Soon we were at altitude and flying southwest toward Bristol Bay. Off the left side of the plane a river poured through a canyon into the Gulf of Alaska. Off to the right its corrugated headwaters reached to the horizon with blue-green glaciers nestled in their cirques. Only minutes by air from the biggest city in the state, and already the landscape seemed unimaginably somber and remote. When the guy in the seat ahead of me came back from the bathroom, he said to his seatmate, “That toilet is so small I ended up pissing in my hat by mistake.”
At the lodge we suited up and motored down Aleknagik Lake to the mouth of the Agulowak River with these ancient Athabaskan names catching in our throats like chicken bones. At this time of year—mid-July—three- to four-inch-long sockeye salmon smolts pour out of the river by the tens of thousands on their way to salt water, and Arctic char and Dolly Vardens stack up there to ambush them. It’s a perfect setup for fish and fishermen.
When we came around the last point we could see it was in full swing. There were half a dozen other boats anchored or drifting near the mouth—two that we recognized from the lodge, the rest probably up from Dillingham—and the air was filled with wheeling and diving Arctic terns, while fat white gulls bobbed around like anchored yachts. Fish were milling all over, but every few minutes a pod of char would push a school of smolts to the surface and a quarter acre of fish would boil past the anchored boat at current speed. When one of these frenzies went into a window in the glare you could see it all clearly: hundreds of silver smolts flashing like welding sparks in the sun, and uncountable ominous shapes looming up from below like something from a painting by Hieronymus Bosch.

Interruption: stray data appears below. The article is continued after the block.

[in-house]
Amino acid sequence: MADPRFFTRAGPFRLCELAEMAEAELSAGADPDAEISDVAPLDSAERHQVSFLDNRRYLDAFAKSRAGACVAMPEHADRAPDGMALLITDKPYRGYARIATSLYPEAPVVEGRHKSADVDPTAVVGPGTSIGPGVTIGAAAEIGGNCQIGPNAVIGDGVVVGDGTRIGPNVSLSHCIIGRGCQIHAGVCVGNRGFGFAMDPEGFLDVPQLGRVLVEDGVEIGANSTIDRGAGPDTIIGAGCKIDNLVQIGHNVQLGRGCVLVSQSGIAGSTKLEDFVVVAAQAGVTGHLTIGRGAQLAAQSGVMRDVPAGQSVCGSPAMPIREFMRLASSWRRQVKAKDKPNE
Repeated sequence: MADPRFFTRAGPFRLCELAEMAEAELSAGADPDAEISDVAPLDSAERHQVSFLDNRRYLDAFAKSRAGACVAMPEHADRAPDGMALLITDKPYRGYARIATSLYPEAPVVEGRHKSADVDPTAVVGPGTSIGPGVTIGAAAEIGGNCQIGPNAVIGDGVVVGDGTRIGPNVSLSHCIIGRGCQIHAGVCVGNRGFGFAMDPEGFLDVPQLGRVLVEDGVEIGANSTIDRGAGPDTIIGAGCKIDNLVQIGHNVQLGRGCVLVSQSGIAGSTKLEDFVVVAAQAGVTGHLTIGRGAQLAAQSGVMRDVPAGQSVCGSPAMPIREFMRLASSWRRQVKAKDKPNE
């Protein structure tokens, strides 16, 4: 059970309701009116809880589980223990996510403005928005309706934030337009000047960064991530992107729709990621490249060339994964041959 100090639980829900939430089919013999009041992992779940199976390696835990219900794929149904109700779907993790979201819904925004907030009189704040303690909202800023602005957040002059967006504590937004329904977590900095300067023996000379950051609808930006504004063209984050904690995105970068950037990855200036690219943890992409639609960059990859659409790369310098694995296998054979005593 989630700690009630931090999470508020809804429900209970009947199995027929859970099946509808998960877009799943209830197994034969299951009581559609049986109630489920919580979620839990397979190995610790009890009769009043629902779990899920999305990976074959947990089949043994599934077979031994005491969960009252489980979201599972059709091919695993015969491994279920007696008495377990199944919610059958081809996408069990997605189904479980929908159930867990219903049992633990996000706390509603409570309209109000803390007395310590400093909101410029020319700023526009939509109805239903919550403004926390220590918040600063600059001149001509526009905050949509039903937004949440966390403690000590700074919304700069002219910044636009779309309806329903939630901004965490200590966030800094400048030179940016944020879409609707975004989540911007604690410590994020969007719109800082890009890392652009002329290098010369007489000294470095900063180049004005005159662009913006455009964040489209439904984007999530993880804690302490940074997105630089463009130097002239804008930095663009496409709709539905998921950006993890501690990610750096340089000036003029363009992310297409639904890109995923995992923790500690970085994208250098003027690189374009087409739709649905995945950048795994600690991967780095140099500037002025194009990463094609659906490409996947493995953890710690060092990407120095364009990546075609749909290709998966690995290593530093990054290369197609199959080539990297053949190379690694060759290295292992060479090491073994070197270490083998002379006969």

The Agulowak is a big river, so multiply that by a current plume hundreds of yards wide and a quarter mile long, where seven boats are spaced far enough apart to avoid tangling lines even on long runs, and in each boat there’s at least one fisherman holding a bent rod. This is the kind of jaw-dropping abundance that draws fishermen to Alaska and that also sometimes produces cases of shameful fish hoggery. I don’t mean the locals who diligently fill freezers with fillets because winters here are as certain as death and taxes; I’m talking about dentists from Omaha who lug home coffin-sized coolers of fish that their wives won’t know what to do with. A few big meals where Dad brays about being the hunter-gatherer back from the wilderness, and the rest is lost to freezer burn.